Architects and general contractors in Long Beach pass around client referrals quite frequently. It’s not uncommon for an architect to have a small list of general contractors who they know to be skilled and reliable, and to whom they will happily refer their clients. General contractors will also refer their clients to architects who have provided them with great design plans in the past.
Just like any industry, there’s bound to be some contractors or architects who offer referrals in exchange for kickbacks, but for the most part, you can trust an architect to refer you to a great general contractor and vice versa. This is because the two professions are so intertwined. It’s highly unlikely that your architect would refer you to a general contractor who they know to be incompetent, because when the finished product doesn’t turn out well, it can reflect poorly on the architect. A general contractor would never refer you to an architect who will then draw up poorly designed plans because it will make his or her job much more difficult and time consuming.
In other words, you can likely trust a referral from one to the other. So, if your architect says, “Hire this general contractor—he’s the best in Long Beach,” you would be wise to take your architect’s advice. At the very least, you should add your architect’s preferred general contractor to your list of contractors from whom you will get a project bid.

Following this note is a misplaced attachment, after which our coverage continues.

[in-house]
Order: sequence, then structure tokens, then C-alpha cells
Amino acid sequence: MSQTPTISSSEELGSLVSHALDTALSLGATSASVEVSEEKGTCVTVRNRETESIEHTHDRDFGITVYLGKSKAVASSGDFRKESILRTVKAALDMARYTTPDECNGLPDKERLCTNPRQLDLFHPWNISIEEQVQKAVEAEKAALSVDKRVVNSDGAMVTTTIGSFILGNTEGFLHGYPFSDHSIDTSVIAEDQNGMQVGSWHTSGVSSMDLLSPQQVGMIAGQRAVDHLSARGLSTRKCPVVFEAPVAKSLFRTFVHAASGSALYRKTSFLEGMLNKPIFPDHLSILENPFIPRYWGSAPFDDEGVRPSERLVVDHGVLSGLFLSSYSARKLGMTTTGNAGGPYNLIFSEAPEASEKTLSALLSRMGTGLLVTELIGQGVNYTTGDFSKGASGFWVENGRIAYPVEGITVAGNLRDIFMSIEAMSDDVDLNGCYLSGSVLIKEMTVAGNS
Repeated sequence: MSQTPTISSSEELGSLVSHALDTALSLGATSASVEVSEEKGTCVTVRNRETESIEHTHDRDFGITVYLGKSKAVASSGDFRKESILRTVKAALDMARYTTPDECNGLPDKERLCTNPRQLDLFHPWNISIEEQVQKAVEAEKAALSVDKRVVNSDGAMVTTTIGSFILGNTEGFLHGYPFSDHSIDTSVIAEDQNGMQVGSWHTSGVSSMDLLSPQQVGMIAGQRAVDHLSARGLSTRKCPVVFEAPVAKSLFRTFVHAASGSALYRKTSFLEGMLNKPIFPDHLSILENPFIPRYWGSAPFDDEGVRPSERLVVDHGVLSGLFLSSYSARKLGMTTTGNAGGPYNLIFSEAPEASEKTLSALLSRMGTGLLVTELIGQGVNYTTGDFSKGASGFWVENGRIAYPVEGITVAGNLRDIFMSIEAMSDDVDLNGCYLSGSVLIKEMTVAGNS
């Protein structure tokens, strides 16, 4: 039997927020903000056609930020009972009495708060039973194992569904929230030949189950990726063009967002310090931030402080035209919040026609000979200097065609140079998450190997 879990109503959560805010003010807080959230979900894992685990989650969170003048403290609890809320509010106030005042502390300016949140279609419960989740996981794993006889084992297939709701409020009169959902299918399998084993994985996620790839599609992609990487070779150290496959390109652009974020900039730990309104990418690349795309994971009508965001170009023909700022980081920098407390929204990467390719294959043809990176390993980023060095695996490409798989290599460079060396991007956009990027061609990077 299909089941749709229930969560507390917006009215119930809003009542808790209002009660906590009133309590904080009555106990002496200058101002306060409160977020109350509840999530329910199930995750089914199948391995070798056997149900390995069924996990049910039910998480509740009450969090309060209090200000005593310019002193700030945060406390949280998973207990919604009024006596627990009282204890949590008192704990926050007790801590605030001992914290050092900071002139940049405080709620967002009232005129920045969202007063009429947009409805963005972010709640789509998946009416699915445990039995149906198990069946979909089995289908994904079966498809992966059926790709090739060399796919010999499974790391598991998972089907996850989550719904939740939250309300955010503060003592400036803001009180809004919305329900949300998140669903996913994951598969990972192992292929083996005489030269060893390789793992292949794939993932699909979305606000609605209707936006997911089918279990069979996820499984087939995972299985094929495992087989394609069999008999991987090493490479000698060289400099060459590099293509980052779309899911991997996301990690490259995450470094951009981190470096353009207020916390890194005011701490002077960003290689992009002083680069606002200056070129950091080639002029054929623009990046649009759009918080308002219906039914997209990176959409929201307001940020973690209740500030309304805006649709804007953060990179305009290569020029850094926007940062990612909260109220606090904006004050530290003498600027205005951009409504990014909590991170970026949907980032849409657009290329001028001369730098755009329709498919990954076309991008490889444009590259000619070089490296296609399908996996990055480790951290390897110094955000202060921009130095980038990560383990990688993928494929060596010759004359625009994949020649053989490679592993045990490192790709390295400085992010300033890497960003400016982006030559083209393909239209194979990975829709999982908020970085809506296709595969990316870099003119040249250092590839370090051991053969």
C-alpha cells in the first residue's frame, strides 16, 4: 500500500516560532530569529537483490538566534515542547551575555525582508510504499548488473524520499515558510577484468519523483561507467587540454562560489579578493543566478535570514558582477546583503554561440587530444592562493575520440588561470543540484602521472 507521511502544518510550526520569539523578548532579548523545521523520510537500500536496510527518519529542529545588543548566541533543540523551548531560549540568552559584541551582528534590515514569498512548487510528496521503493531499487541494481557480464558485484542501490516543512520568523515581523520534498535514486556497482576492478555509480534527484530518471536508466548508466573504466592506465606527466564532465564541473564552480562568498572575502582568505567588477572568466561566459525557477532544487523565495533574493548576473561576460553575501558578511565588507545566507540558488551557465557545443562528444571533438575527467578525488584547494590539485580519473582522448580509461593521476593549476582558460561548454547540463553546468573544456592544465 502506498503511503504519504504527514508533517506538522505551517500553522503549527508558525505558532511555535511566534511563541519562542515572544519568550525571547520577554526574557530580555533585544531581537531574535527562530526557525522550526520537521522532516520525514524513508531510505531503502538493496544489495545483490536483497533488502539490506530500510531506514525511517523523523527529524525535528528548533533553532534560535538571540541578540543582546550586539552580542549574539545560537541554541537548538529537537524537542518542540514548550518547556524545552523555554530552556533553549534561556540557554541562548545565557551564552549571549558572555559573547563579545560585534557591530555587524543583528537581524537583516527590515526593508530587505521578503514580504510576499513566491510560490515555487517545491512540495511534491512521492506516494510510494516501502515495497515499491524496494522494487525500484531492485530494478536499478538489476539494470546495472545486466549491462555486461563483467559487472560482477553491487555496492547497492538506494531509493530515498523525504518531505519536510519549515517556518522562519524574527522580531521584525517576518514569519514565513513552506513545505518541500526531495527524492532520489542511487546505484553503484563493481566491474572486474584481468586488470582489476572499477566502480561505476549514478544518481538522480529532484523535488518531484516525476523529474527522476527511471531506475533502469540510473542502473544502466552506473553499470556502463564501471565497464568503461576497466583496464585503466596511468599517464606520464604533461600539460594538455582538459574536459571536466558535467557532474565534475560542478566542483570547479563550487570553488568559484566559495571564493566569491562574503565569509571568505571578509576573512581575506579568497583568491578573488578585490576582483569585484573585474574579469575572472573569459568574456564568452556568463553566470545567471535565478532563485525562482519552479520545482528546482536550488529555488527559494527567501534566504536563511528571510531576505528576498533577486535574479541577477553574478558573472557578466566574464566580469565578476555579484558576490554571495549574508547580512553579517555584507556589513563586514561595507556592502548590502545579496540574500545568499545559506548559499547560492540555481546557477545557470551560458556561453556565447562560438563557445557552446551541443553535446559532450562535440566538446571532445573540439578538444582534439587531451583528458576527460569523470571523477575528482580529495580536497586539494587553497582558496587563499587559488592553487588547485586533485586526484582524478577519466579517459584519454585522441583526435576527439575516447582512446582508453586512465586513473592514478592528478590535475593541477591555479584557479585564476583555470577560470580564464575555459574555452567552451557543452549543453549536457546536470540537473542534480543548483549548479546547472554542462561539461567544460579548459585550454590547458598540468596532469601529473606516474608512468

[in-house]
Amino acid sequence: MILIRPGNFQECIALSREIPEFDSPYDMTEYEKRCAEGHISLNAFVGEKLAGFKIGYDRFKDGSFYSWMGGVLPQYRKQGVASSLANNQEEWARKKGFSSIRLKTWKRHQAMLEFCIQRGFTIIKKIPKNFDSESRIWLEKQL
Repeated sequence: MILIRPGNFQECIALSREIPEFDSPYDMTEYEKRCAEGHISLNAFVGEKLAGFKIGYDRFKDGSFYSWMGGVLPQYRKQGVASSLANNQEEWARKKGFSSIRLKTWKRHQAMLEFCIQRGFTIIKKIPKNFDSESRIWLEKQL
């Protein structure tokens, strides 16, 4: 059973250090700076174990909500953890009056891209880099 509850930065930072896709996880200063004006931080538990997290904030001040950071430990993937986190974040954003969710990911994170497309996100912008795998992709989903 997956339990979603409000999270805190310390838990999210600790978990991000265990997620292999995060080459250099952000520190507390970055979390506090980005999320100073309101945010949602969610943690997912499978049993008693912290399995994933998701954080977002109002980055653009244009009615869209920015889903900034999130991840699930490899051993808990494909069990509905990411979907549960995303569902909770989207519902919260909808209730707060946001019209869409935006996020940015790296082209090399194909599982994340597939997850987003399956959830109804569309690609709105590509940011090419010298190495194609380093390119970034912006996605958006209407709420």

What if I Select a General Contractor my Long Beach Architect Has Never Worked with Before?
If your architect and your general contractor are not people who have worked together in the past, it’s especially important that your general contractor be provided a detailed set of plans by your Long Beach architect. You don’t want to leave anything up to “interpretation” or you may be disappointed with the end result. So, look for an architect with a reputation for drawing up detailed plans that meet all code requirements.
Mark Grisafe, owner and lead architect at Grisafe Architecture in Long Beach had this to say, “The general contractors we’ve worked with appreciate the fact that they don’t have to spend a lot of their valuable time waiting to get answers from us or the engineers to fill in any missing information. Instead, they can just follow the plans, knowing that they include all the necessary details. Poorly drawn up plans, on the other hand, can bring a project to a standstill because the general contractor is unable to keep things moving until he or she gets the needed information.”
You also want to make sure that your architect and your general contractor are both good communicators. At some point, your general contractor will likely have to contact your architect for clarification on something. You want both parties to be able to communicate effectively, without their egos getting in the way, so they can come to a decision that will be in the best interest of your project.